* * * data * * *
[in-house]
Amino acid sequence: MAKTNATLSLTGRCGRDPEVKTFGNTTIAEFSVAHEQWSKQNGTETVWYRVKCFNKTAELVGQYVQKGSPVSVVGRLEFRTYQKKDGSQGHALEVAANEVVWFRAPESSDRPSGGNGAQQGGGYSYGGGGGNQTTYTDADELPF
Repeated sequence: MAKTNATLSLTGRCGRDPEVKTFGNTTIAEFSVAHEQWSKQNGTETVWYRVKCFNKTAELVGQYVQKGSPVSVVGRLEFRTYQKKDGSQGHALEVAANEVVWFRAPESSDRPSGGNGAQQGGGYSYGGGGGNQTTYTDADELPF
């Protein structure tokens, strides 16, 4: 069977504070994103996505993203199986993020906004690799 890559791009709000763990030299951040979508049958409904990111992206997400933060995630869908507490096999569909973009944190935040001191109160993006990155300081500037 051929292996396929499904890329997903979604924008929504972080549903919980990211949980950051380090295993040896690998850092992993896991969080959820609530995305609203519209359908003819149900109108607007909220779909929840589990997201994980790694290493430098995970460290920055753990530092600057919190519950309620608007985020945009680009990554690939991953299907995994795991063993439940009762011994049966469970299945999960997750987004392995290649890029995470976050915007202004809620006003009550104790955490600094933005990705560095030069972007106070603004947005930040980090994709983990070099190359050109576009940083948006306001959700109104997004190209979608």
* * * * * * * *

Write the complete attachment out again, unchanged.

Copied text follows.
[in-house]
Amino acid sequence: MAKTNATLSLTGRCGRDPEVKTFGNTTIAEFSVAHEQWSKQNGTETVWYRVKCFNKTAELVGQYVQKGSPVSVVGRLEFRTYQKKDGSQGHALEVAANEVVWFRAPESSDRPSGGNGAQQGGGYSYGGGGGNQTTYTDADELPF
Repeated sequence: MAKTNATLSLTGRCGRDPEVKTFGNTTIAEFSVAHEQWSKQNGTETVWYRVKCFNKTAELVGQYVQKGSPVSVVGRLEFRTYQKKDGSQGHALEVAANEVVWFRAPESSDRPSGGNGAQQGGGYSYGGGGGNQTTYTDADELPF
């Protein structure tokens, strides 16, 4: 069977504070994103996505993203199986993020906004690799 890559791009709000763990030299951040979508049958409904990111992206997400933060995630869908507490096999569909973009944190935040001191109160993006990155300081500037 051929292996396929499904890329997903979604924008929504972080549903919980990211949980950051380090295993040896690998850092992993896991969080959820609530995305609203519209359908003819149900109108607007909220779909929840589990997201994980790694290493430098995970460290920055753990530092600057919190519950309620608007985020945009680009990554690939991953299907995994795991063993439940009762011994049966469970299945999960997750987004392995290649890029995470976050915007202004809620006003009550104790955490600094933005990705560095030069972007106070603004947005930040980090994709983990070099190359050109576009940083948006306001959700109104997004190209979608």